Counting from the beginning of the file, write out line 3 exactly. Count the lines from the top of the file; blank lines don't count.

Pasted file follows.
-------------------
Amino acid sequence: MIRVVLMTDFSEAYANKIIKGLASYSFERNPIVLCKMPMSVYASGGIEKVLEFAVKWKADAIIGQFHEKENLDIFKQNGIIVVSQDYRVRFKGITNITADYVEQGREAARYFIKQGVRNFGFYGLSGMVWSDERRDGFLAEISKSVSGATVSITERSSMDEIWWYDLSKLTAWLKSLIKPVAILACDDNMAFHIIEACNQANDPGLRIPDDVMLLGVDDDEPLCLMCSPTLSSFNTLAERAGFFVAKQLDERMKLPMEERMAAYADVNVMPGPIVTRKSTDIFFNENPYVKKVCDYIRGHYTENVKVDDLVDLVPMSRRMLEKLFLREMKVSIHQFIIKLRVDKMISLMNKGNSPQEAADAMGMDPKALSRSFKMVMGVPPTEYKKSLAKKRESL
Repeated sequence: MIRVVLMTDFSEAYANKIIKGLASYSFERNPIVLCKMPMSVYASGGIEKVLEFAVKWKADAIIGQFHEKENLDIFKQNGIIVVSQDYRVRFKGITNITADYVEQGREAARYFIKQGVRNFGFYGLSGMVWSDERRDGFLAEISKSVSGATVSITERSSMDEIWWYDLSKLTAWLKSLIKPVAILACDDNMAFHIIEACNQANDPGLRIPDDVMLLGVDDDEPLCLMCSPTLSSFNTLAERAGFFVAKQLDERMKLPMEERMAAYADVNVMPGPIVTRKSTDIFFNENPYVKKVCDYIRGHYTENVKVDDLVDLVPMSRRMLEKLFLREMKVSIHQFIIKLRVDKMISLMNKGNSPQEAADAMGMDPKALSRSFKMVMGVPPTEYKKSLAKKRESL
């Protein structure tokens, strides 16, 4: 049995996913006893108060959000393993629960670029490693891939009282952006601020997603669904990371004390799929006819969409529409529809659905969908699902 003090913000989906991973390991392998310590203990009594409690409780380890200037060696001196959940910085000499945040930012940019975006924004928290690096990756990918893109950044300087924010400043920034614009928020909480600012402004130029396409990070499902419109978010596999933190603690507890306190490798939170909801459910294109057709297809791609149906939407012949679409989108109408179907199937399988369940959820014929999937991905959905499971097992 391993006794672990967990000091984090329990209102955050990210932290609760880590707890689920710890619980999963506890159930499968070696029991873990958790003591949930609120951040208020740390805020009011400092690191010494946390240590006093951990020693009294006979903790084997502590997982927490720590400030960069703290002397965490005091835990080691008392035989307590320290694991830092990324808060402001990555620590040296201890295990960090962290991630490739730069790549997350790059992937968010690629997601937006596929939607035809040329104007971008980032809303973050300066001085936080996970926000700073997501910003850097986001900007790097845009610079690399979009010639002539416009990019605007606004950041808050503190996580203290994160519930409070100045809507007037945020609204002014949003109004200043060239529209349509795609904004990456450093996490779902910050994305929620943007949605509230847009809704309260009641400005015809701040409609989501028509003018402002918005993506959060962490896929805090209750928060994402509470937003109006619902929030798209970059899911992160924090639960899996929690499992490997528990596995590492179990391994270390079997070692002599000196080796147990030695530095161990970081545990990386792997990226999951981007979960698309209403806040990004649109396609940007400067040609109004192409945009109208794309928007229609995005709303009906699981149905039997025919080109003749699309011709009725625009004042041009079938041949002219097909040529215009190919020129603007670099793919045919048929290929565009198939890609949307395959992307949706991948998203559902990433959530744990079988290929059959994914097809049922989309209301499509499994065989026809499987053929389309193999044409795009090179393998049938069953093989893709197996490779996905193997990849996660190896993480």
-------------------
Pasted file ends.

């Protein structure tokens, strides 16, 4: 049995996913006893108060959000393993629960670029490693891939009282952006601020997603669904990371004390799929006819969409529409529809659905969908699902 003090913000989906991973390991392998310590203990009594409690409780380890200037060696001196959940910085000499945040930012940019975006924004928290690096990756990918893109950044300087924010400043920034614009928020909480600012402004130029396409990070499902419109978010596999933190603690507890306190490798939170909801459910294109057709297809791609149906939407012949679409989108109408179907199937399988369940959820014929999937991905959905499971097992 391993006794672990967990000091984090329990209102955050990210932290609760880590707890689920710890619980999963506890159930499968070696029991873990958790003591949930609120951040208020740390805020009011400092690191010494946390240590006093951990020693009294006979903790084997502590997982927490720590400030960069703290002397965490005091835990080691008392035989307590320290694991830092990324808060402001990555620590040296201890295990960090962290991630490739730069790549997350790059992937968010690629997601937006596929939607035809040329104007971008980032809303973050300066001085936080996970926000700073997501910003850097986001900007790097845009610079690399979009010639002539416009990019605007606004950041808050503190996580203290994160519930409070100045809507007037945020609204002014949003109004200043060239529209349509795609904004990456450093996490779902910050994305929620943007949605509230847009809704309260009641400005015809701040409609989501028509003018402002918005993506959060962490896929805090209750928060994402509470937003109006619902929030798209970059899911992160924090639960899996929690499992490997528990596995590492179990391994270390079997070692002599000196080796147990030695530095161990970081545990990386792997990226999951981007979960698309209403806040990004649109396609940007400067040609109004192409945009109208794309928007229609995005709303009906699981149905039997025919080109003749699309011709009725625009004042041009079938041949002219097909040529215009190919020129603007670099793919045919048929290929565009198939890609949307395959992307949706991948998203559902990433959530744990079988290929059959994914097809049922989309209301499509499994065989026809499987053929389309193999044409795009090179393998049938069953093989893709197996490779996905193997990849996660190896993480």